Your Evening Briefing


(Bloomberg) --

Canada Prime Minister Justin Trudeau said a Ukrainian jet that fell from the sky after taking off from Tehran was likely shot down by Iran. The Boeing 737-800 was on fire when it crashed, killing all 176 aboard. More than one-third of the dead were Canadian. The incident occurred amid heightened tensions between Iran and the U.S.—shortly before the crash, Iran fired missiles at U.S. bases in Iraq in retaliation for the earlier U.S. killing in Baghdad of Iran’s top general. 

Here are today’s top stories

President Donald Trump’s supporters approve of his decision to order the assassination of General Qassem Soleimani, even though the move may undermine his promise to end U.S.military involvement in the region.

The New York City Bar Association asked Congress to investigate U.S. Attorney General William Barr, saying his actions and statements have positioned federal prosecutors as “political partisans willing to use the levers of government to empower certain groups over others.”

As the U.S. labor market continues to tighten, fast-food chain Taco Bell is raising salaries for managers to $100,000.

The rise of the index fund was one of the biggest shifts in corporate power in a generation. Their success has had a weird and unintended consequence: They’ve concentrated shareholder power in BlackRock, Vanguard and State Street.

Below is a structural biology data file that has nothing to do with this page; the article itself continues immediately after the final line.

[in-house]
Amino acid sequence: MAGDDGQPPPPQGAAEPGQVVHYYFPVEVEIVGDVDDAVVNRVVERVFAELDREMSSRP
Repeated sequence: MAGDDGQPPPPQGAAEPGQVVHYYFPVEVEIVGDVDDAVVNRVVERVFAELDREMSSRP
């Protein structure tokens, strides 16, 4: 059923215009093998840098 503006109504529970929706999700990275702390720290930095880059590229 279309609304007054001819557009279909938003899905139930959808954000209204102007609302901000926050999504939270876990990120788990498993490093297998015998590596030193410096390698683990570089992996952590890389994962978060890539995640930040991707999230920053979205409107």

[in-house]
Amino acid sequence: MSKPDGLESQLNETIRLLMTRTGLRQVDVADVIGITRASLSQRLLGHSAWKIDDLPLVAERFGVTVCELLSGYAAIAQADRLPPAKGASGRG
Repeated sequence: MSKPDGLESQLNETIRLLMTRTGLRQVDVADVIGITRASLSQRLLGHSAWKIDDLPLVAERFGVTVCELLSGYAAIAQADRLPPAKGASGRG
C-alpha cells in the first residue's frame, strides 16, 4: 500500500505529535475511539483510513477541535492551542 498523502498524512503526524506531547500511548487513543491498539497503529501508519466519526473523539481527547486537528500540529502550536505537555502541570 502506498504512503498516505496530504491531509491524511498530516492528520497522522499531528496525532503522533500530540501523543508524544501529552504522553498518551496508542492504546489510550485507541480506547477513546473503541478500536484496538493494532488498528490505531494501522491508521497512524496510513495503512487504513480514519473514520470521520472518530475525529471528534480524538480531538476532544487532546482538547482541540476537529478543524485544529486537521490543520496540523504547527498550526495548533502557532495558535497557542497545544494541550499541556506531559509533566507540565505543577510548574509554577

A quiet crisis is unfolding for U.S. hospitals, with bankruptcies and closures threatening to leave some of the country’s most vulnerable citizens without care.

Mall-based retailers like Kohls and J.C. Penney reported drops in a key sales metric over the holiday period despite a broader rise in consumer spending. The news is so grim that one analyst said Victoria's Secret may fade into obscurity. 

What’s Joe Weisenthal thinking about? The Bloomberg news director contends recession isn’t high on the list of concerns right now. The stock market is high, volatility is low, employment is growing, the Fed is disengaged and it seems unlikely Trump would purposely cause any market shocks in an election year. In his latest blog post, University of Oregon economist Tim Duy highlights one reason why the art of recession forecasting is different from what it used to be.

What you’ll need to know tomorrow

What you’ll want to read in Bloomberg Pursuits

New York’s Billionaire’s Row is rife with supertall towers: Central Park Tower432 Park Avenue, and 111 West 57th Street are all close to a quarter-mile high. Critics complain about the mega-sized shadows these oligarchic skyscrapers cast on Central Park (or that many owners may pay little-to-no property tax). But then there’s the exhilaration and occasional terror of actually being in an apartment at the cruising altitude of a helicopter. We borrowed virtual reality cameras from Google and took a 91-story ride on an exterior hoist to film life at 1,420 feet. This is what life is like at the very top of Manhattan real estate.

Your Evening Briefing

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